Date of Graduation
Doctor of Nursing Practice (DNP)
In this project, psychiatric nurses were trained in patient-centered narrative interviewing approaches and placed in a variety of healthcare sites and conditions to function as consultants. Primary care clinicians (PCCs) in those sites selected patients that each clinician felt was frustrating or difficult and arranged for the consultant to interview them. The consultants then presented patient information to the PCC, data typically difficult to obtain using a standard medical interviewing format. The consultant and PCC discussed the new information provided. The PCC than determined if the information provided was valuable, whether it changed their clinical decision-making regarding this patient's diagnosis and treatment, if their previous level of frustration was improved as a result, and shared other impressions regarding the information or the process.
The purpose of this paper is to first discuss the problem of a clinician-centered approach and the larger context of health care system transformation. Next, the nature of patient-centered interviewing is presented. Then, the project's methodology, implementation, and findings, as a small test of change, are provided. Finally, the lessons learned and implications for advanced practice nursing are offered.
PCCs in this project reported altering their perceptions after consultations with the nurses. As a result of information provided from the interviews, clinicians reported modifications in their patients' diagnoses and treatments. This form of interviewing also reduced clinicians’ self-reports of frustrations and provided them with information they portrayed to be extremely valuable.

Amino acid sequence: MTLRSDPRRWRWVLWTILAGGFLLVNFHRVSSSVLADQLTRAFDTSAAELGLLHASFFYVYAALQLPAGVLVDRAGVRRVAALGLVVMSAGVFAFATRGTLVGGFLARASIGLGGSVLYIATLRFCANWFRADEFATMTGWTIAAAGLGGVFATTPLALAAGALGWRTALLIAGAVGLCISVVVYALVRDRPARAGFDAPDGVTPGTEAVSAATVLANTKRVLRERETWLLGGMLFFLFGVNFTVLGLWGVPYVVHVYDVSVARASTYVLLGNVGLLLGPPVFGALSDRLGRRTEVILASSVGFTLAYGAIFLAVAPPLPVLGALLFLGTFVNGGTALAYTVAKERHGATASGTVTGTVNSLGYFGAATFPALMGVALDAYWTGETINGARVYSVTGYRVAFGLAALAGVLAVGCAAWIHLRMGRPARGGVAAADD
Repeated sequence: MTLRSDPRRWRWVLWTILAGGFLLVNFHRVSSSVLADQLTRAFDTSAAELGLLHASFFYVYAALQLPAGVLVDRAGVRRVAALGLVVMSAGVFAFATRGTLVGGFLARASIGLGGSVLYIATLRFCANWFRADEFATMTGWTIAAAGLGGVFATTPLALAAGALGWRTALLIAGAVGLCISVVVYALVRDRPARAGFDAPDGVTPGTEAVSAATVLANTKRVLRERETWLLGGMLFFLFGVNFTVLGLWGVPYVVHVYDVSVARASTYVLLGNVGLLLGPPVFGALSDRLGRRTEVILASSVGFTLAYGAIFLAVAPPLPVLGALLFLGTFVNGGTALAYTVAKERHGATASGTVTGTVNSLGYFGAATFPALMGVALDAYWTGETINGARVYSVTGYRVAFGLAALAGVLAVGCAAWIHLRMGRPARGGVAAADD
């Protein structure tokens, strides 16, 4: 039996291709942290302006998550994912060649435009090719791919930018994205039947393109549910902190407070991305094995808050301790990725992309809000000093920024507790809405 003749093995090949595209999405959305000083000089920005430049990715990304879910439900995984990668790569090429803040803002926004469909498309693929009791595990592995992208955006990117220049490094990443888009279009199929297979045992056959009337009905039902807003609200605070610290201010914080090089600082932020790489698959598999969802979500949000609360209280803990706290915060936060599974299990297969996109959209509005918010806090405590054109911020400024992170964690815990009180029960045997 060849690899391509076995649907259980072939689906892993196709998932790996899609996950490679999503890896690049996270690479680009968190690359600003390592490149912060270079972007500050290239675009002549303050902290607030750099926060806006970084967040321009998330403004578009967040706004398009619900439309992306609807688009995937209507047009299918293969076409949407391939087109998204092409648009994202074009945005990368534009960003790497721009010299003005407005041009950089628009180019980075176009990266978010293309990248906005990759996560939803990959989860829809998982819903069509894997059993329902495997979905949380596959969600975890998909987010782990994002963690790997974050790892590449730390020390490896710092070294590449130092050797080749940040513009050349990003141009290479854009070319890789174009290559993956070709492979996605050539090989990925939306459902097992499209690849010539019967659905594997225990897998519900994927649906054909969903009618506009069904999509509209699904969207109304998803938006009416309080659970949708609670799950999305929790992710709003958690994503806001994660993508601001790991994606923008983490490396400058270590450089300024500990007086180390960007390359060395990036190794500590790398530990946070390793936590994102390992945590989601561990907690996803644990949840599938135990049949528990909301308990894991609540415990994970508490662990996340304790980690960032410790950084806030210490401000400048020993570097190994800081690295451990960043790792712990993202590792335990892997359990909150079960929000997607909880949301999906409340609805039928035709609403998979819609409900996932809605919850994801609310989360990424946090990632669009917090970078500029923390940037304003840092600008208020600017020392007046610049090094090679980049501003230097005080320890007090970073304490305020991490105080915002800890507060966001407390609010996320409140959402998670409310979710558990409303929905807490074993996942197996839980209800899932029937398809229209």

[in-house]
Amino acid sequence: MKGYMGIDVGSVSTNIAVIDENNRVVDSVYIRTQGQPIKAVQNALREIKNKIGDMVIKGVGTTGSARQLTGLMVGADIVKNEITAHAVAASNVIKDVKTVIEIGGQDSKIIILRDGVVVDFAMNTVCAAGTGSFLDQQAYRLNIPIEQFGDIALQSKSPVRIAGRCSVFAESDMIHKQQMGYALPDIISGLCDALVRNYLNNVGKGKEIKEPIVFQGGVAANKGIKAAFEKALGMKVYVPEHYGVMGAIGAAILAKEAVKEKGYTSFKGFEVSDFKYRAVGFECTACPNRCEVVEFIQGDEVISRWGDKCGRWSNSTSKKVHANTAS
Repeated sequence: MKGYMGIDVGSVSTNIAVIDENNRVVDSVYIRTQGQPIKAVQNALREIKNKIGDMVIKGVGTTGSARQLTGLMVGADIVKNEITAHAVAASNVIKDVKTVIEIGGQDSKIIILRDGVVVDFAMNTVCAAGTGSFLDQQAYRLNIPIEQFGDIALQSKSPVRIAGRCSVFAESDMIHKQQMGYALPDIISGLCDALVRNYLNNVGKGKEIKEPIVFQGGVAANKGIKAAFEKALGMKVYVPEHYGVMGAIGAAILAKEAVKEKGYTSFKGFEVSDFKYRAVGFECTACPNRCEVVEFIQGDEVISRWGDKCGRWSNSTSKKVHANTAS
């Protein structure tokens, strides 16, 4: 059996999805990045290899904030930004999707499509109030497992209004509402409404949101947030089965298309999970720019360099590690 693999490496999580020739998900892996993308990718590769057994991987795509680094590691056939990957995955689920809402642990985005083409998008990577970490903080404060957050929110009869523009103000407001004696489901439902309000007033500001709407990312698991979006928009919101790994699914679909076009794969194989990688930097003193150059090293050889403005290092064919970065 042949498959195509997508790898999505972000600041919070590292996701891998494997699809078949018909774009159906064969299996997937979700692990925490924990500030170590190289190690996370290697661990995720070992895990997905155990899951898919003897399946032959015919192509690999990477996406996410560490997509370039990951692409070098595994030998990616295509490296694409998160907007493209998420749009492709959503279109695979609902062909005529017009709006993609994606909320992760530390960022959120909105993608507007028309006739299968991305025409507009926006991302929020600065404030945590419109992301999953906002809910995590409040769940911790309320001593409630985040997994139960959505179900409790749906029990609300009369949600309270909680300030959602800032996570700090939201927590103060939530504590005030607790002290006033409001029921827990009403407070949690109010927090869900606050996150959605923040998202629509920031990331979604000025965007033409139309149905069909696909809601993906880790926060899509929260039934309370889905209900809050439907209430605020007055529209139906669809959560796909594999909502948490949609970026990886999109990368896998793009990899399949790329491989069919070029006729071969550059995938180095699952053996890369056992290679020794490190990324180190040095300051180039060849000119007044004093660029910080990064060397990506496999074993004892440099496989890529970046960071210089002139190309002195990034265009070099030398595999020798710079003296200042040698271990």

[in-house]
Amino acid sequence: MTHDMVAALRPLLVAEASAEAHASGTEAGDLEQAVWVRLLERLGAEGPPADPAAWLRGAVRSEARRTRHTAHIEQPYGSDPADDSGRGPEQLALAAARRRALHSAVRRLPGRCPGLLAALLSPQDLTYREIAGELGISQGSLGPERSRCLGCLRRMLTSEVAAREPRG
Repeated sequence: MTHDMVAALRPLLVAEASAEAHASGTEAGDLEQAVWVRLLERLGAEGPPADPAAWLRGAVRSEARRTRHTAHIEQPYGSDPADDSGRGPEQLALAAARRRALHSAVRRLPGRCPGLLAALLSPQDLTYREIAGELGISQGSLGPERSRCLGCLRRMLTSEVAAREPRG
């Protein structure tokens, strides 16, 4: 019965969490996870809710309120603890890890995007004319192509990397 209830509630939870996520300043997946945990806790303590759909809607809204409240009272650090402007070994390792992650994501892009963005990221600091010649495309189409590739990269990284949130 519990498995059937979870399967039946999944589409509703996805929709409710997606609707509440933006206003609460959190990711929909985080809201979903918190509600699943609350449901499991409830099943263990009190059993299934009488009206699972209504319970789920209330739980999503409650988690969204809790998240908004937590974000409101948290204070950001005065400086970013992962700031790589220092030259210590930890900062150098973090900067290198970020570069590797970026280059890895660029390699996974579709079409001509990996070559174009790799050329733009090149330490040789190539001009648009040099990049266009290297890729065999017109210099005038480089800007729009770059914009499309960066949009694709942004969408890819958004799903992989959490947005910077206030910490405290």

The PCCs in this study listed changes they planned to make in their patients' diagnosis and/or treatment plans, and they reported confidence in those decisions and selected a timeframe in which they would take that action. However, it is not known whether any of those clinicians actually followed through on those reports, nor is it known whether outcomes were improved as no chart review was performed in this project.
As a result of participating in this project, it is hoped that PCCs will consider adding a psychiatric mental health nurse practitioner as a consultant to their primary care team in order to continue this service. Or, a PCC may choose to undertake training in patient-centered narrative interviewing as a part of the personal transformation needed to successfully employ a biopsychosocial approach in their practice.
Terry, Michael James, "The Impact of Patient-Centered Narrative Interviewing on the Perceptions of Primary Care Clinicians: a Pilot Evaluation" (2010). Doctor of Nursing Practice (DNP) Projects. 6.